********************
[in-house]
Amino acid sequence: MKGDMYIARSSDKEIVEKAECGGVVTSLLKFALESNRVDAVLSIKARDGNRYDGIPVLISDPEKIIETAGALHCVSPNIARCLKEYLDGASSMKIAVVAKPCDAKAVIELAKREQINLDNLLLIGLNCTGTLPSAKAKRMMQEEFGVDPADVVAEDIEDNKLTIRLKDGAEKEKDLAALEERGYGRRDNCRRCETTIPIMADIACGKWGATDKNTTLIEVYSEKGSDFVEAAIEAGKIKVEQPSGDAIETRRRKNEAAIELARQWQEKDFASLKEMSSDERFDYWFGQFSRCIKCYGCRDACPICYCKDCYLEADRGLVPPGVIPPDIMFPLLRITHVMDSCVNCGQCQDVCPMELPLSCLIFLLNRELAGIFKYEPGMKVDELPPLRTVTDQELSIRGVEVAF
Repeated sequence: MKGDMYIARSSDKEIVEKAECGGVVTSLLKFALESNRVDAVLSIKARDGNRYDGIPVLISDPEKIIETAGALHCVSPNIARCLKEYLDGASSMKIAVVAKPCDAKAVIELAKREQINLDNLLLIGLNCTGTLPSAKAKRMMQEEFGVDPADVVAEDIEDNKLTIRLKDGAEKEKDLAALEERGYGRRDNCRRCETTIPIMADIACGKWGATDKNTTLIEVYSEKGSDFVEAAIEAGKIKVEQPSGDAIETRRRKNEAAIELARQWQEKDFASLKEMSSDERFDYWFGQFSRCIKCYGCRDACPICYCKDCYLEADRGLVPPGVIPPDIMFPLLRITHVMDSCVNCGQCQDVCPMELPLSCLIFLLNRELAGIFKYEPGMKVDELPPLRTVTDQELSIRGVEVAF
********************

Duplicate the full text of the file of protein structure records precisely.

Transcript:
[in-house]
Amino acid sequence: MKGDMYIARSSDKEIVEKAECGGVVTSLLKFALESNRVDAVLSIKARDGNRYDGIPVLISDPEKIIETAGALHCVSPNIARCLKEYLDGASSMKIAVVAKPCDAKAVIELAKREQINLDNLLLIGLNCTGTLPSAKAKRMMQEEFGVDPADVVAEDIEDNKLTIRLKDGAEKEKDLAALEERGYGRRDNCRRCETTIPIMADIACGKWGATDKNTTLIEVYSEKGSDFVEAAIEAGKIKVEQPSGDAIETRRRKNEAAIELARQWQEKDFASLKEMSSDERFDYWFGQFSRCIKCYGCRDACPICYCKDCYLEADRGLVPPGVIPPDIMFPLLRITHVMDSCVNCGQCQDVCPMELPLSCLIFLLNRELAGIFKYEPGMKVDELPPLRTVTDQELSIRGVEVAF
Repeated sequence: MKGDMYIARSSDKEIVEKAECGGVVTSLLKFALESNRVDAVLSIKARDGNRYDGIPVLISDPEKIIETAGALHCVSPNIARCLKEYLDGASSMKIAVVAKPCDAKAVIELAKREQINLDNLLLIGLNCTGTLPSAKAKRMMQEEFGVDPADVVAEDIEDNKLTIRLKDGAEKEKDLAALEERGYGRRDNCRRCETTIPIMADIACGKWGATDKNTTLIEVYSEKGSDFVEAAIEAGKIKVEQPSGDAIETRRRKNEAAIELARQWQEKDFASLKEMSSDERFDYWFGQFSRCIKCYGCRDACPICYCKDCYLEADRGLVPPGVIPPDIMFPLLRITHVMDSCVNCGQCQDVCPMELPLSCLIFLLNRELAGIFKYEPGMKVDELPPLRTVTDQELSIRGVEVAF